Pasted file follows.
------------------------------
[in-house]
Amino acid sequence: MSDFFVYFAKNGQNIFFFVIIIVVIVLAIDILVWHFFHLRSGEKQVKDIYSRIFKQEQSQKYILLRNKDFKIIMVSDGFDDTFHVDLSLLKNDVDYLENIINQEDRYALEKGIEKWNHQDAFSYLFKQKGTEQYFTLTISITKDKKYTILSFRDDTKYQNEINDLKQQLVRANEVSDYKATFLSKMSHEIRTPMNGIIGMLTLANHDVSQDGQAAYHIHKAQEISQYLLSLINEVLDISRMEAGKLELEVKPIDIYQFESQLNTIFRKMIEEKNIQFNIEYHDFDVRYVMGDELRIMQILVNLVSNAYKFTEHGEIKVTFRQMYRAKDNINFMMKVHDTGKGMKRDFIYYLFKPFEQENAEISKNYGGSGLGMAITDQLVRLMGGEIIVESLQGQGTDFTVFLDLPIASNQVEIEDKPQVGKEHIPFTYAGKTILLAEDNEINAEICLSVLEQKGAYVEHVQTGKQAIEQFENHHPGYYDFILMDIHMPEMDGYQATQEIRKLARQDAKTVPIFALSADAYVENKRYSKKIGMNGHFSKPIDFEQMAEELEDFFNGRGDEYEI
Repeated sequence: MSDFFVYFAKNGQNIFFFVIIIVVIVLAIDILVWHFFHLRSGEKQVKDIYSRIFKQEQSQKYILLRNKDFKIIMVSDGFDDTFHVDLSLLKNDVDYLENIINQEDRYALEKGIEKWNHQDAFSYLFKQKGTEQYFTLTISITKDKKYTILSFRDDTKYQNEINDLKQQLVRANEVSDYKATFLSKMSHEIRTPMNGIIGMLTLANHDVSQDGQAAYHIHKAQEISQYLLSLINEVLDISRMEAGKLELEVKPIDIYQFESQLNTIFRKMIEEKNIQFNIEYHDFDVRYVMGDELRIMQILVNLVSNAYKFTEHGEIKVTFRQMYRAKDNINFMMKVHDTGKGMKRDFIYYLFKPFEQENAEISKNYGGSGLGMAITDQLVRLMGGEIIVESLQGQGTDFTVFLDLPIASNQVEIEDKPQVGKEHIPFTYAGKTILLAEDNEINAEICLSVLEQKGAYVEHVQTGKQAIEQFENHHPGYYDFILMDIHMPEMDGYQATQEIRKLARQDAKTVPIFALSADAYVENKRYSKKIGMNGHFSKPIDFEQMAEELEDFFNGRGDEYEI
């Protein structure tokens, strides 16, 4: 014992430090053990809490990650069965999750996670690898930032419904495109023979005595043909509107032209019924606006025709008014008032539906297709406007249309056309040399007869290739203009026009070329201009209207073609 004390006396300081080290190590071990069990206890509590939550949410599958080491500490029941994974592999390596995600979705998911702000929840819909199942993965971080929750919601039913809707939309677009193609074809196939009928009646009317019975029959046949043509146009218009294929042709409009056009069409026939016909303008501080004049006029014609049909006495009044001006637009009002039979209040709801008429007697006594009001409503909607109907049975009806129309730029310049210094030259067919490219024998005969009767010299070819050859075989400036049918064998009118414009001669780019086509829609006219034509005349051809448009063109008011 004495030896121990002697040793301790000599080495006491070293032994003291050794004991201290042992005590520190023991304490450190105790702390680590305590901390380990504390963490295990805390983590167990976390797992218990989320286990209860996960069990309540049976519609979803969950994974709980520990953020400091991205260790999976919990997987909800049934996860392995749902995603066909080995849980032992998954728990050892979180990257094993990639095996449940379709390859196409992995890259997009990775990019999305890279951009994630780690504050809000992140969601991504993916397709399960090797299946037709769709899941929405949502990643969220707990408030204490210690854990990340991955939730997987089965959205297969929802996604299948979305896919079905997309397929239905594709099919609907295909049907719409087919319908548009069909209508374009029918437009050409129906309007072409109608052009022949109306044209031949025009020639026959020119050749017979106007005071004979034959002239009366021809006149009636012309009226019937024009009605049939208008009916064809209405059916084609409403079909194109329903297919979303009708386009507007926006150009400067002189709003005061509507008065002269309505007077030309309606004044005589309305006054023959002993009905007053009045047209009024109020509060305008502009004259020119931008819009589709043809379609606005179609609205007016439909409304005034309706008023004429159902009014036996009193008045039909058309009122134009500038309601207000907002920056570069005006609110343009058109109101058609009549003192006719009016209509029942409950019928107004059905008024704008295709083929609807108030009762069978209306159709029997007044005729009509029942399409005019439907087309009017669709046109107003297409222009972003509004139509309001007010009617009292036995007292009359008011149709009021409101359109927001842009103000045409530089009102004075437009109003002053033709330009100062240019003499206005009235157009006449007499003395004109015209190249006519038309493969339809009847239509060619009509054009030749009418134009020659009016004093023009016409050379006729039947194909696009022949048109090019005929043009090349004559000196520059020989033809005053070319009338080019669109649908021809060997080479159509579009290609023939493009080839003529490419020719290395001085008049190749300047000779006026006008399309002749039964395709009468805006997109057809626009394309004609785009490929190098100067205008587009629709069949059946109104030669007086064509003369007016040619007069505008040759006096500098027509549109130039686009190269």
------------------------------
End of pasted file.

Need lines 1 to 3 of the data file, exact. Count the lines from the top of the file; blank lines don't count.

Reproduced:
[in-house]
Amino acid sequence: MSDFFVYFAKNGQNIFFFVIIIVVIVLAIDILVWHFFHLRSGEKQVKDIYSRIFKQEQSQKYILLRNKDFKIIMVSDGFDDTFHVDLSLLKNDVDYLENIINQEDRYALEKGIEKWNHQDAFSYLFKQKGTEQYFTLTISITKDKKYTILSFRDDTKYQNEINDLKQQLVRANEVSDYKATFLSKMSHEIRTPMNGIIGMLTLANHDVSQDGQAAYHIHKAQEISQYLLSLINEVLDISRMEAGKLELEVKPIDIYQFESQLNTIFRKMIEEKNIQFNIEYHDFDVRYVMGDELRIMQILVNLVSNAYKFTEHGEIKVTFRQMYRAKDNINFMMKVHDTGKGMKRDFIYYLFKPFEQENAEISKNYGGSGLGMAITDQLVRLMGGEIIVESLQGQGTDFTVFLDLPIASNQVEIEDKPQVGKEHIPFTYAGKTILLAEDNEINAEICLSVLEQKGAYVEHVQTGKQAIEQFENHHPGYYDFILMDIHMPEMDGYQATQEIRKLARQDAKTVPIFALSADAYVENKRYSKKIGMNGHFSKPIDFEQMAEELEDFFNGRGDEYEI
Repeated sequence: MSDFFVYFAKNGQNIFFFVIIIVVIVLAIDILVWHFFHLRSGEKQVKDIYSRIFKQEQSQKYILLRNKDFKIIMVSDGFDDTFHVDLSLLKNDVDYLENIINQEDRYALEKGIEKWNHQDAFSYLFKQKGTEQYFTLTISITKDKKYTILSFRDDTKYQNEINDLKQQLVRANEVSDYKATFLSKMSHEIRTPMNGIIGMLTLANHDVSQDGQAAYHIHKAQEISQYLLSLINEVLDISRMEAGKLELEVKPIDIYQFESQLNTIFRKMIEEKNIQFNIEYHDFDVRYVMGDELRIMQILVNLVSNAYKFTEHGEIKVTFRQMYRAKDNINFMMKVHDTGKGMKRDFIYYLFKPFEQENAEISKNYGGSGLGMAITDQLVRLMGGEIIVESLQGQGTDFTVFLDLPIASNQVEIEDKPQVGKEHIPFTYAGKTILLAEDNEINAEICLSVLEQKGAYVEHVQTGKQAIEQFENHHPGYYDFILMDIHMPEMDGYQATQEIRKLARQDAKTVPIFALSADAYVENKRYSKKIGMNGHFSKPIDFEQMAEELEDFFNGRGDEYEI